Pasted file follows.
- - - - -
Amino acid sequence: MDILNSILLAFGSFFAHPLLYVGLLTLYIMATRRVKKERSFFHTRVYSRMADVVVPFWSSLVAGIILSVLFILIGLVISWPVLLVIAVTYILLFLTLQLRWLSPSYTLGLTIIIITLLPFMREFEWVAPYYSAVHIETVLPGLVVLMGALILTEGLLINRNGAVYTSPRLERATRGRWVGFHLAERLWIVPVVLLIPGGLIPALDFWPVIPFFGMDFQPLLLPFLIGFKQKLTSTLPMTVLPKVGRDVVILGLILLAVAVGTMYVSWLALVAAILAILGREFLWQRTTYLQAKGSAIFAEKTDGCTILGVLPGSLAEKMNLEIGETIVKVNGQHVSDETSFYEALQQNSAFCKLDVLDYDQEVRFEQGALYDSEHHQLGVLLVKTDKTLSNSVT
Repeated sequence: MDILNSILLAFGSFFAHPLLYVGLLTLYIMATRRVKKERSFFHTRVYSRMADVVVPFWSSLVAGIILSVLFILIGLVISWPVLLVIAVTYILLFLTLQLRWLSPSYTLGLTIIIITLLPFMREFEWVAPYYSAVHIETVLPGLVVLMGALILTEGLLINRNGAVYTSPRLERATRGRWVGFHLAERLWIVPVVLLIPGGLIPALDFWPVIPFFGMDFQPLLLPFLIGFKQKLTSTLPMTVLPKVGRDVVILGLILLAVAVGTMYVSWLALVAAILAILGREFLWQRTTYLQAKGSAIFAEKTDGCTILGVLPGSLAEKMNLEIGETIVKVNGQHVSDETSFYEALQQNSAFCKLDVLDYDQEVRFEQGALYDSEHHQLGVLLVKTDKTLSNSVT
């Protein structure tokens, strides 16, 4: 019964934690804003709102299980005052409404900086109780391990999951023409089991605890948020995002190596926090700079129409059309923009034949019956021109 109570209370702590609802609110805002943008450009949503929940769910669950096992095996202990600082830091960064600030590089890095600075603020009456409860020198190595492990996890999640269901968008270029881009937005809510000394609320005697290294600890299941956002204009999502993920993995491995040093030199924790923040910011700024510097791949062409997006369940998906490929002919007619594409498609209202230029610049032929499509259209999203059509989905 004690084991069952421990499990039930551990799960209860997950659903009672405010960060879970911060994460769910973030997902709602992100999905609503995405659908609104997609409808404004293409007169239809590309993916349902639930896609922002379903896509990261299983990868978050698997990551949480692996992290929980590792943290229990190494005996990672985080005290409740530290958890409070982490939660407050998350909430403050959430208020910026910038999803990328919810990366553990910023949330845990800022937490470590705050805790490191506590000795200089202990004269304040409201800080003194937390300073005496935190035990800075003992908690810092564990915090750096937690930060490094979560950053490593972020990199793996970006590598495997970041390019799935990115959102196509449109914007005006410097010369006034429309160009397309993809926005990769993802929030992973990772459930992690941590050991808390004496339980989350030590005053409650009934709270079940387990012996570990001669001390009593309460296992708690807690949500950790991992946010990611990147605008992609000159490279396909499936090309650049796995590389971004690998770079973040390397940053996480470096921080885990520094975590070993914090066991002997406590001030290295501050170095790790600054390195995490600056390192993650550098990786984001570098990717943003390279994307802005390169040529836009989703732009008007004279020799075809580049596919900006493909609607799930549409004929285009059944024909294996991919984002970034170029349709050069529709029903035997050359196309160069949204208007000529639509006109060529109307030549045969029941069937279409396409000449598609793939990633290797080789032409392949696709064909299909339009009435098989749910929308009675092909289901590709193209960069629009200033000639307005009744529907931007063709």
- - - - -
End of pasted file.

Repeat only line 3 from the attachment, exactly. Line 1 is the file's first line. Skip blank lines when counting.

């Protein structure tokens, strides 16, 4: 019964934690804003709102299980005052409404900086109780391990999951023409089991605890948020995002190596926090700079129409059309923009034949019956021109 109570209370702590609802609110805002943008450009949503929940769910669950096992095996202990600082830091960064600030590089890095600075603020009456409860020198190595492990996890999640269901968008270029881009937005809510000394609320005697290294600890299941956002204009999502993920993995491995040093030199924790923040910011700024510097791949062409997006369940998906490929002919007619594409498609209202230029610049032929499509259209999203059509989905 004690084991069952421990499990039930551990799960209860997950659903009672405010960060879970911060994460769910973030997902709602992100999905609503995405659908609104997609409808404004293409007169239809590309993916349902639930896609922002379903896509990261299983990868978050698997990551949480692996992290929980590792943290229990190494005996990672985080005290409740530290958890409070982490939660407050998350909430403050959430208020910026910038999803990328919810990366553990910023949330845990800022937490470590705050805790490191506590000795200089202990004269304040409201800080003194937390300073005496935190035990800075003992908690810092564990915090750096937690930060490094979560950053490593972020990199793996970006590598495997970041390019799935990115959102196509449109914007005006410097010369006034429309160009397309993809926005990769993802929030992973990772459930992690941590050991808390004496339980989350030590005053409650009934709270079940387990012996570990001669001390009593309460296992708690807690949500950790991992946010990611990147605008992609000159490279396909499936090309650049796995590389971004690998770079973040390397940053996480470096921080885990520094975590070993914090066991002997406590001030290295501050170095790790600054390195995490600056390192993650550098990786984001570098990717943003390279994307802005390169040529836009989703732009008007004279020799075809580049596919900006493909609607799930549409004929285009059944024909294996991919984002970034170029349709050069529709029903035997050359196309160069949204208007000529639509006109060529109307030549045969029941069937279409396409000449598609793939990633290797080789032409392949696709064909299909339009009435098989749910929308009675092909289901590709193209960069629009200033000639307005009744529907931007063709």